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Common Types of Rashes in Children

Medically reviewed by Regina Victoria Boyles, MD · Pediatrics

Written by Lorraine Bunag, R.N. · Updated Jan 22, 2023

Common Types of Rashes in Children

Skin rashes are common in kids, and in most cases, they are not a cause for concern. Still, knowing about the types of rashes in children helps parents distinguish what needs medical treatment and what can be cared for at home.

Insect Bites

Insect bites are prevalent, especially with kids who are old enough to venture outdoors.

Most rashes from the bites of ants, mosquitoes, wasps, bed bugs and even spiders are not dangerous unless the insect is poisonous or your child has an allergic reaction to them. In those cases, they will have other symptoms than the original rash.

It is worth noting that parents are often wary of mosquito bites here in the Philippines because of dengue and malaria.

The good news is that many repellents are available in the market to ward off mosquitoes and other insects.


Chickenpox or bulutong is also common among kids.

It is caused by the varicella virus and results in itchy bumps that later on turn to blisters and then crust over. Some kids may only have a few spots, but others will have widespread rashes. 

There’s no specific treatment for chickenpox, but some medicines help ease the symptoms. For instance, paracetamol brings down fever and calamine lotion helps with itching. Finally, it’s important know that bulutong is a vaccine-preventable condition. 

Prickly Heat

Also included in the common types of rashes in children is prickly heat rash or bungang araw.

Prickly heat occurs when sweat gets trapped in the skin, resulting in tiny, red bumps.

The best way to prevent and treat bungang araw is to avoid sweating. That’s why kids who have heat rash need to stay in a well-ventilated, cool places and wear loose, breathable clothes.


Of course, eczema is also one of the common rashes in children.

Eczema is the term given to conditions that make the skin have red, itchy, inflamed, and sometimes scaly patches of rash. There are several types of eczema, with the most common being atopic dermatitis.

The exact cause of eczema is still unknown, but parents can identify triggers that lead to worsening of symptoms (flare-ups).  One common trigger is cold, dry air, as it leaves the skin dry and vulnerable to irritants and infection. Another common trigger is harsh chemicals found in care products like soap and shampoo.

The treatment for eczema centers on preventing dryness, healing the rashes, and avoiding itch and further inflammation.

types of rashes in children

Hand, Foot and Mouth Disease

Hand, foot, and mouth disease is a mild viral infection that leads to mouth sores and rashes in the hands and feet. HFMD is contagious; that’s why you need to isolate the child and practice regular handwashing, disinfection, and good hygiene.

Because it is an infection, your child may also develop a fever and other symptoms such as loss of appetite and a general feeling of discomfort.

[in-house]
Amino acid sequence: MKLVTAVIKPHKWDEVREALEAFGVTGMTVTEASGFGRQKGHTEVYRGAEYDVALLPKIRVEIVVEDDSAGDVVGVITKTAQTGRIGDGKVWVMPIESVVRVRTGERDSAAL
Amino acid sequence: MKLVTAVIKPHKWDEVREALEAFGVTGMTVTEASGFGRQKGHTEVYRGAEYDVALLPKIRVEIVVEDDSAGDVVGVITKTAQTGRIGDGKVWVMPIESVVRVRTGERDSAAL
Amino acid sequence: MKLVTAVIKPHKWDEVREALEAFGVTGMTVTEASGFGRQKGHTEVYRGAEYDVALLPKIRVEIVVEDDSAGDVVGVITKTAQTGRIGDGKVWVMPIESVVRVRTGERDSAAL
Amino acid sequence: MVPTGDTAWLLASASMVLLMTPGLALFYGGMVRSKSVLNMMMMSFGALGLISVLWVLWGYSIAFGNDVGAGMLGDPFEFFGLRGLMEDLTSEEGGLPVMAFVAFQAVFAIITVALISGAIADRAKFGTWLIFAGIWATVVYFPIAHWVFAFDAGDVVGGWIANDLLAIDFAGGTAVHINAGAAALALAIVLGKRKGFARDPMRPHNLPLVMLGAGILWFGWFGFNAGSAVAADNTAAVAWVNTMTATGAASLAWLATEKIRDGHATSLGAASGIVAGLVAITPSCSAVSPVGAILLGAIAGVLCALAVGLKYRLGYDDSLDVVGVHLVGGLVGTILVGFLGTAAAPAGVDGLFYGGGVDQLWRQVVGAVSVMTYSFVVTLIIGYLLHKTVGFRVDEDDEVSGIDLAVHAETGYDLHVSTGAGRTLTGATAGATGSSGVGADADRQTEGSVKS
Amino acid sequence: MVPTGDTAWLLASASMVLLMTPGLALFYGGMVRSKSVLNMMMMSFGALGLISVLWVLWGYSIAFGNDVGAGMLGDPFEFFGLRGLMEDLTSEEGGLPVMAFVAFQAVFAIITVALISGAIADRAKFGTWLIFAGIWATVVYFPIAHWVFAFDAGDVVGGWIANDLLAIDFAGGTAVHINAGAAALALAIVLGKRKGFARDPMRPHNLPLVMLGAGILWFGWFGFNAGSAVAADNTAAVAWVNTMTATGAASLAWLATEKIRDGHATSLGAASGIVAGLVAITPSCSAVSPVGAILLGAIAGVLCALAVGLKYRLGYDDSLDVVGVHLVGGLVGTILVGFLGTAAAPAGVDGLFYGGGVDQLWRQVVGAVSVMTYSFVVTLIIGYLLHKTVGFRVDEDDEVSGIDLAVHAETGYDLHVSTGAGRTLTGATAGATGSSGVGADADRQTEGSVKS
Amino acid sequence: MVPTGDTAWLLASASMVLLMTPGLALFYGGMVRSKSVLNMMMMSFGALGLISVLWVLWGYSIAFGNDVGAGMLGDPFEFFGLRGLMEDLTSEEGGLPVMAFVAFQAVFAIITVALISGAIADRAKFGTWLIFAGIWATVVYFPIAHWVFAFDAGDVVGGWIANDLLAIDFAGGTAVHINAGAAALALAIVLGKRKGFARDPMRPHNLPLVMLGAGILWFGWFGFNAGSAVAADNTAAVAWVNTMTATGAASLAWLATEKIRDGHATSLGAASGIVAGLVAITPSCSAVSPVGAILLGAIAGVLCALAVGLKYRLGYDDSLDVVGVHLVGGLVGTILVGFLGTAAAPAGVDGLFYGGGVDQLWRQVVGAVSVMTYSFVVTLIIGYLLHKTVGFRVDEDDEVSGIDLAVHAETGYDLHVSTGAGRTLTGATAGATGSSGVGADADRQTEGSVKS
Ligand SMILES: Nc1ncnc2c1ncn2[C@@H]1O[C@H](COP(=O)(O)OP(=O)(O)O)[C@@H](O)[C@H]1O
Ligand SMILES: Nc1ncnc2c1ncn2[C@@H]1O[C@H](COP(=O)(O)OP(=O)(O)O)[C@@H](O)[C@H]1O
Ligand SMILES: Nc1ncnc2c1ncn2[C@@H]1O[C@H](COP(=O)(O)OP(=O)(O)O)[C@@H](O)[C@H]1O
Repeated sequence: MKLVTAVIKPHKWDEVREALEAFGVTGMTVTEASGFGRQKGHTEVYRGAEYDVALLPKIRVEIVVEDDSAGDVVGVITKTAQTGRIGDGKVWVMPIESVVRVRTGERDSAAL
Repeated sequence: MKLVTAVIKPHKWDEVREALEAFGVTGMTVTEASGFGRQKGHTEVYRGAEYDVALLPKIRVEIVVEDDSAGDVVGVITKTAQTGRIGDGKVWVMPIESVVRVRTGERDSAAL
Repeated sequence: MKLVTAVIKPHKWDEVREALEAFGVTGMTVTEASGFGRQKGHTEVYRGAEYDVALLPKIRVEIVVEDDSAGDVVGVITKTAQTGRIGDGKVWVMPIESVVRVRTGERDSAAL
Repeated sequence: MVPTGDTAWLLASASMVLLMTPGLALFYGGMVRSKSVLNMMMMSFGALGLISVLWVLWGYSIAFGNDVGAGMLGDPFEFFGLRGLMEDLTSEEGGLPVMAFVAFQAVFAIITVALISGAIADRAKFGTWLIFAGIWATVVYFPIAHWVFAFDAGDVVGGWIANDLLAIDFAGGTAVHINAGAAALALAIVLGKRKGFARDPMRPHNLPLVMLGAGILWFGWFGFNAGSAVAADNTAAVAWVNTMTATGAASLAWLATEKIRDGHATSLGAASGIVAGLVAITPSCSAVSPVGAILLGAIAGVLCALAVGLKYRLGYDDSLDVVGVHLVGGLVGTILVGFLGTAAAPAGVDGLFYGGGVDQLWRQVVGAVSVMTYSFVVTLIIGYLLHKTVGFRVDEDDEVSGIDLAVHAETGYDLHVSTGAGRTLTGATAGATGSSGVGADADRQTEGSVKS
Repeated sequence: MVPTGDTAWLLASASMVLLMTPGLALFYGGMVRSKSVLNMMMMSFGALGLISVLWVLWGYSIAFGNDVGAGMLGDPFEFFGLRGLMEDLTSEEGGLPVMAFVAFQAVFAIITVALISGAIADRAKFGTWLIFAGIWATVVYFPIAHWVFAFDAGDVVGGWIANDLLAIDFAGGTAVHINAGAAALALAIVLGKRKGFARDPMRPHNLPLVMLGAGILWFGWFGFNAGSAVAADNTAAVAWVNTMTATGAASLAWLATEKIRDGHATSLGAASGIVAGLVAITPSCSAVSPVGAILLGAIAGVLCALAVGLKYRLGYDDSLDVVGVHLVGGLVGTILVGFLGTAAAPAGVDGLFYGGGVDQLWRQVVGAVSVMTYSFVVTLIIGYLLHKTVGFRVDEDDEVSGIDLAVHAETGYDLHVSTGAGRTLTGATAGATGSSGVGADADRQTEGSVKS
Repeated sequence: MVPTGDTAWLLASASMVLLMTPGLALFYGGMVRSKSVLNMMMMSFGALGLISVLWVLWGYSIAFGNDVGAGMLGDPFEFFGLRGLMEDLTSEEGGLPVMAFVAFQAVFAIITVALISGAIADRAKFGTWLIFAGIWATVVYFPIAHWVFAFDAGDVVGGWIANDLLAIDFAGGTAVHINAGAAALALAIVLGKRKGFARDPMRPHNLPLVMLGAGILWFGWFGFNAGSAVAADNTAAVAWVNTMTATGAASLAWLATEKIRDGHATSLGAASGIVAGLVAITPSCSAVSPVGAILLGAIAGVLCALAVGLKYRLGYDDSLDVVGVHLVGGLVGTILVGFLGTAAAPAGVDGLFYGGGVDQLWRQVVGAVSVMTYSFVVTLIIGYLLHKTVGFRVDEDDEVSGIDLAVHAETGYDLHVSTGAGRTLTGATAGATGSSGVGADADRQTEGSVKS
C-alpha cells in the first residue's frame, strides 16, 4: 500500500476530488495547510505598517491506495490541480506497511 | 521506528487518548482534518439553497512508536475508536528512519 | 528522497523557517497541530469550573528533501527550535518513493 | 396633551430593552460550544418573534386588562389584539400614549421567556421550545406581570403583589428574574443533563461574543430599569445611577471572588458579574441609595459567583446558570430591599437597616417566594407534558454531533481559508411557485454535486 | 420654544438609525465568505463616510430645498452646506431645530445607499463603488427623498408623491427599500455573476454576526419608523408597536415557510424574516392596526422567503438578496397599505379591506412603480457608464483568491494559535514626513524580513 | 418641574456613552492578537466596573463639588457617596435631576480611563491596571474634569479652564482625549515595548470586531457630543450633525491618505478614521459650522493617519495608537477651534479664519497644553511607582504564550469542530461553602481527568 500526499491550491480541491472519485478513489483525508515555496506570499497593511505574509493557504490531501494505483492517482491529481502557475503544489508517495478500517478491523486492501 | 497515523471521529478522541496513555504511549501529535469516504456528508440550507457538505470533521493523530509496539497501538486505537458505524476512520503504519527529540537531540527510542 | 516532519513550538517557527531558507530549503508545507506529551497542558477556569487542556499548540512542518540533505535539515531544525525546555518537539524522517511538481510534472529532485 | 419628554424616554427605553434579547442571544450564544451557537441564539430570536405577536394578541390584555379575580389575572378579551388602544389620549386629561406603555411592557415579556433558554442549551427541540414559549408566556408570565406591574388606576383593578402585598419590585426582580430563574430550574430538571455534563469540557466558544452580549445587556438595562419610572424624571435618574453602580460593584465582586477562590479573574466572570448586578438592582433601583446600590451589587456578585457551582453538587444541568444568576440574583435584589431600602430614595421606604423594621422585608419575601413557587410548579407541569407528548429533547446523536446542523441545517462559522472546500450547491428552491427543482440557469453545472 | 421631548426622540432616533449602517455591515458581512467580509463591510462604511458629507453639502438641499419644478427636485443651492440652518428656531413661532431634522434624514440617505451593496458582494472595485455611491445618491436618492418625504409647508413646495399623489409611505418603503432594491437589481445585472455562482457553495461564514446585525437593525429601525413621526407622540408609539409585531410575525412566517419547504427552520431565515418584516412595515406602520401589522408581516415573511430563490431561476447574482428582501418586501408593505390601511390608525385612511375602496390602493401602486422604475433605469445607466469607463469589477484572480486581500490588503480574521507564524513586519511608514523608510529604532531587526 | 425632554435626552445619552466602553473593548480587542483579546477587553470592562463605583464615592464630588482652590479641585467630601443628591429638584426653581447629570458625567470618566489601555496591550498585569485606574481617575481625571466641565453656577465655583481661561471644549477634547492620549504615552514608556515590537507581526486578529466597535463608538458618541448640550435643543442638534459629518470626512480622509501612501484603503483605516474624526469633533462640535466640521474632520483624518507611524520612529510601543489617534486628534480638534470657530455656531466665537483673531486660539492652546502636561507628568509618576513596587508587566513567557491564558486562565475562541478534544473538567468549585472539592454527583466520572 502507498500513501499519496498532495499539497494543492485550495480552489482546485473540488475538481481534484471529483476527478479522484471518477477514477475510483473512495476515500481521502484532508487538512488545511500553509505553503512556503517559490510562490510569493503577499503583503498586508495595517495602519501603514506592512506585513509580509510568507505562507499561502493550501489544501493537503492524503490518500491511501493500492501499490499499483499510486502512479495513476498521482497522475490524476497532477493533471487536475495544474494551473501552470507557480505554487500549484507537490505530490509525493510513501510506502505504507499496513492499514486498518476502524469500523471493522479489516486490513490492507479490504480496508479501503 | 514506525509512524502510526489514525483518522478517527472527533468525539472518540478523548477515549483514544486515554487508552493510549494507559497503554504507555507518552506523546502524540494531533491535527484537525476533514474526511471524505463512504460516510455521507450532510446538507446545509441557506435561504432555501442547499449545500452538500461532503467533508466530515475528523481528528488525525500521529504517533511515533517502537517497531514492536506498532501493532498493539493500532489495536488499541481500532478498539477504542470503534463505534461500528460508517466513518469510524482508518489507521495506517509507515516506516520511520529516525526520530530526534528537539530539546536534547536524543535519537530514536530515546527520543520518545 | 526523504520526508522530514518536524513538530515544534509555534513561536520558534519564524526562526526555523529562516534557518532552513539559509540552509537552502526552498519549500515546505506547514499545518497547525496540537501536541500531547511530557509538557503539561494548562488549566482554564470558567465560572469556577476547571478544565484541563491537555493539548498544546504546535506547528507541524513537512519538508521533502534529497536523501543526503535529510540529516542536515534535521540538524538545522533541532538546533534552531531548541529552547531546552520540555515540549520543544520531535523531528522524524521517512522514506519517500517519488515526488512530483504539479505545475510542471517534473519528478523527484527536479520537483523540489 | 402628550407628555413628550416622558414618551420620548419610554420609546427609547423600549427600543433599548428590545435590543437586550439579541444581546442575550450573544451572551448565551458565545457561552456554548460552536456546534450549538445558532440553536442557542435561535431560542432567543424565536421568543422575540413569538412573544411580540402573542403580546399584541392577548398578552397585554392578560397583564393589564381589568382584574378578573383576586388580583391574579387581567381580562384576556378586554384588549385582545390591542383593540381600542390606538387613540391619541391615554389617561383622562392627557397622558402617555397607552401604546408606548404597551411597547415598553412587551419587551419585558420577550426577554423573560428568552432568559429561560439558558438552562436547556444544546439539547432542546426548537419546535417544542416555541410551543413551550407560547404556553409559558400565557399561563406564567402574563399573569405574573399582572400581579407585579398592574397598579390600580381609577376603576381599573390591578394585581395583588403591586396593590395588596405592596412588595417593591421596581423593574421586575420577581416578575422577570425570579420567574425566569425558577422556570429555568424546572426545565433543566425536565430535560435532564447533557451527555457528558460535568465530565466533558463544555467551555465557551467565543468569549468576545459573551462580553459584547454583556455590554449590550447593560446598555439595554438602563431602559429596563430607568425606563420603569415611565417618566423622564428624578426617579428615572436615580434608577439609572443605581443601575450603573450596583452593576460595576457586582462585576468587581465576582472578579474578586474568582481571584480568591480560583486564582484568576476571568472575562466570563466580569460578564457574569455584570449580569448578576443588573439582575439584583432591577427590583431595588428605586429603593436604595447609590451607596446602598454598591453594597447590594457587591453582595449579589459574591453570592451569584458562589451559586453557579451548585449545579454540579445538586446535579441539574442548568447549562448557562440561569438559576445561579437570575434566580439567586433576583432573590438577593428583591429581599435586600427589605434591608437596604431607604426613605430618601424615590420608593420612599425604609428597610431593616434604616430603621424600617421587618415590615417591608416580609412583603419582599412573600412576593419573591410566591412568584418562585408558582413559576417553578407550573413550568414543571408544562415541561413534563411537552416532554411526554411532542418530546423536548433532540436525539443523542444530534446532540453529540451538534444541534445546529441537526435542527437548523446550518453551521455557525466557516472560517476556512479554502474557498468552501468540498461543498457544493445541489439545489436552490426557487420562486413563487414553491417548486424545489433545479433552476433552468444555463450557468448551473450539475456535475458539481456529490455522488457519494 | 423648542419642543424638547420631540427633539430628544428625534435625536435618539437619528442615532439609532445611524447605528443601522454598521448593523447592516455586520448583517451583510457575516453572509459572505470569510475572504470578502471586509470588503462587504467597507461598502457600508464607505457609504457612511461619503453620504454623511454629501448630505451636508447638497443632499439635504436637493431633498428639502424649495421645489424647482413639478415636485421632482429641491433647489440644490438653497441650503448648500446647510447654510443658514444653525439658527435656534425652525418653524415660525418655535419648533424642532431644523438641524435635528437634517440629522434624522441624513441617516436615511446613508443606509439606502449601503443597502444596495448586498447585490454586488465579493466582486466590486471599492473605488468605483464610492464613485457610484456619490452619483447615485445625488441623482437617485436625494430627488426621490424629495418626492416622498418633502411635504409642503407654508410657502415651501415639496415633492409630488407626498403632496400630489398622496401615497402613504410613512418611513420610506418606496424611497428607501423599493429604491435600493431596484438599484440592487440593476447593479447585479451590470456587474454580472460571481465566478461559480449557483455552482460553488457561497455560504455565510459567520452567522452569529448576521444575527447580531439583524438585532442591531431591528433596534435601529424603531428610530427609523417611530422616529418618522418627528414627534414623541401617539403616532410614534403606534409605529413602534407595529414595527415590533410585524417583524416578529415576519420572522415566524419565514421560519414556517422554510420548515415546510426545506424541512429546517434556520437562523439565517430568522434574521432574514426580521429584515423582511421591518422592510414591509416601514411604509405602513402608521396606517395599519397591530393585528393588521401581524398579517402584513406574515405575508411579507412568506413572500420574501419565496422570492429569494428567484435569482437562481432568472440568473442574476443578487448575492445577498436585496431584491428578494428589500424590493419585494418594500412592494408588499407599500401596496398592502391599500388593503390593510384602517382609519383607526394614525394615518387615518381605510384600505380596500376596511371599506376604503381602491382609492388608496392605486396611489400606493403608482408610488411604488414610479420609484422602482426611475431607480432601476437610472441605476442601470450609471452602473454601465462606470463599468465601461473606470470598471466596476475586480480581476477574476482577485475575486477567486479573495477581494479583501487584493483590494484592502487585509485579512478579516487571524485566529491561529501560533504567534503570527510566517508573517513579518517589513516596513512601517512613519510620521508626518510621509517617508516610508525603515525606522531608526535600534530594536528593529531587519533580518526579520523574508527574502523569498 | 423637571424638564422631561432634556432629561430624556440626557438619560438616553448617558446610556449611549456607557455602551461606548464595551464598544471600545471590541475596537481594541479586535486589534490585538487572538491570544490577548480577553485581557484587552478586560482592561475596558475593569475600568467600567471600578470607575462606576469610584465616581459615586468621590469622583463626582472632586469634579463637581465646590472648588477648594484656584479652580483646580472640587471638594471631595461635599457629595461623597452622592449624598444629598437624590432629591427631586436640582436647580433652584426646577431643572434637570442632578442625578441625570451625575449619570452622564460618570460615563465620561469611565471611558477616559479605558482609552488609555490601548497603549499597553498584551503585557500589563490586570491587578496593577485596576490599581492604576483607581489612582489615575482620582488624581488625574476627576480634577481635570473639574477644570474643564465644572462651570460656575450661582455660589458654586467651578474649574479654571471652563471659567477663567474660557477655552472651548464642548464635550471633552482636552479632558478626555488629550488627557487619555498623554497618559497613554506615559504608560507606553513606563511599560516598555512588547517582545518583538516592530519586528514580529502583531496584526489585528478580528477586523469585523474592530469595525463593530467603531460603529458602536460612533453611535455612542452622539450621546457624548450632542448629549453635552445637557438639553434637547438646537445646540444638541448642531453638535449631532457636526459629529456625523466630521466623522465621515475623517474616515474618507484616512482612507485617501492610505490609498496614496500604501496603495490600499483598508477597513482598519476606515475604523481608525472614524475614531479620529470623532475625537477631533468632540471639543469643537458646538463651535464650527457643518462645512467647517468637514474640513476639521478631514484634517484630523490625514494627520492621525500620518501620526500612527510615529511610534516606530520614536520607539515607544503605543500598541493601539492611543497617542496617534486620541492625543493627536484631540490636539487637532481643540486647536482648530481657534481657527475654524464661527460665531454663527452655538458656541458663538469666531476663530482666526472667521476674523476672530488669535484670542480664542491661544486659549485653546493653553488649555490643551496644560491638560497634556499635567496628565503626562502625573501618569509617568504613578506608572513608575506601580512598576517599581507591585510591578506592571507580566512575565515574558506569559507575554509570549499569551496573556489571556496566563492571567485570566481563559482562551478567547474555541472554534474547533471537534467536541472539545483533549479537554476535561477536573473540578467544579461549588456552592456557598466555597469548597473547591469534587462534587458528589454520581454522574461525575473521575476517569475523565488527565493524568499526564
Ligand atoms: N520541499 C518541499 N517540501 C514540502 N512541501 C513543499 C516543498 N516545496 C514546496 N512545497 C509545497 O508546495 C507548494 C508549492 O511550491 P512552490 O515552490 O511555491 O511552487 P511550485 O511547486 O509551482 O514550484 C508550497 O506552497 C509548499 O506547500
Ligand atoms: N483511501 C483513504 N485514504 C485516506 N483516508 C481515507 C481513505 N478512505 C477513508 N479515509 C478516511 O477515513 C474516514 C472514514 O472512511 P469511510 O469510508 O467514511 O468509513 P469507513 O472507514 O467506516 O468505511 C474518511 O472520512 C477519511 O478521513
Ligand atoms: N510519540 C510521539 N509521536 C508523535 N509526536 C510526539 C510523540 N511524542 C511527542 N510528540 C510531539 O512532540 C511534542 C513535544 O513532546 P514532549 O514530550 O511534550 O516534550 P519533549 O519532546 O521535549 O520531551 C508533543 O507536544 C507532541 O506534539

There’s still no treatment for HFMD, and the symptoms usually clear within 10 days. However, the doctor may still give your child medicines to treat the sores and ease discomfort.


Another common type of rashes in children is ringworm, a fungal infection that produces ring-like red or scaly skin patches. What makes ringworm uncomfortable is that the rashes are usually itchy and inflamed.

Kids could develop rashes anywhere in their body, but they are most common in arms and legs. If ringworm occurs in the scalp, the child may have bald patches.

Thankfully, most ringworm cases respond well to over-the-counter anti-fungal medications. Rashes in the scalp sometimes need anti-fungal tablets and shampoos.

Another important thing to remember about ringworm is you need to stop its spread. Avoid sharing personal items (towels, etc) within the family, and don’t forget to disinfect frequently touched surfaces and objects.


When it comes to common rashes in children, hives, also known as urticaria, makes the list.

Hives results in raised, itchy patches or map-like rashes that can be widespread or localized. The cause in children varies. It could be due to allergens, irritants, medicines, or factors such as physical activity and heat.

Experts say that hives are often short-lived, and most cases respond well to antihistamines.

When to Call a Doctor for Rashes

Like mentioned earlier, most rashes are harmless. However, bring your child to the doctor if they have:

  • Bright, red skin that peels off in sheets.
  • Large blisters
  • Look unwell
  • Develop fever
  • Develop associated respiratory distress/difficulty
  • Taken prescription medications in the past 3 days
  • Their period and is using tampons.
  • Learn more about Skin Diseases in Children here. 


    Hello Health Group does not provide medical advice, diagnosis or treatment.

    Medically reviewed by

    Regina Victoria Boyles, MD


    Written by Lorraine Bunag, R.N. · Updated Jan 22, 2023

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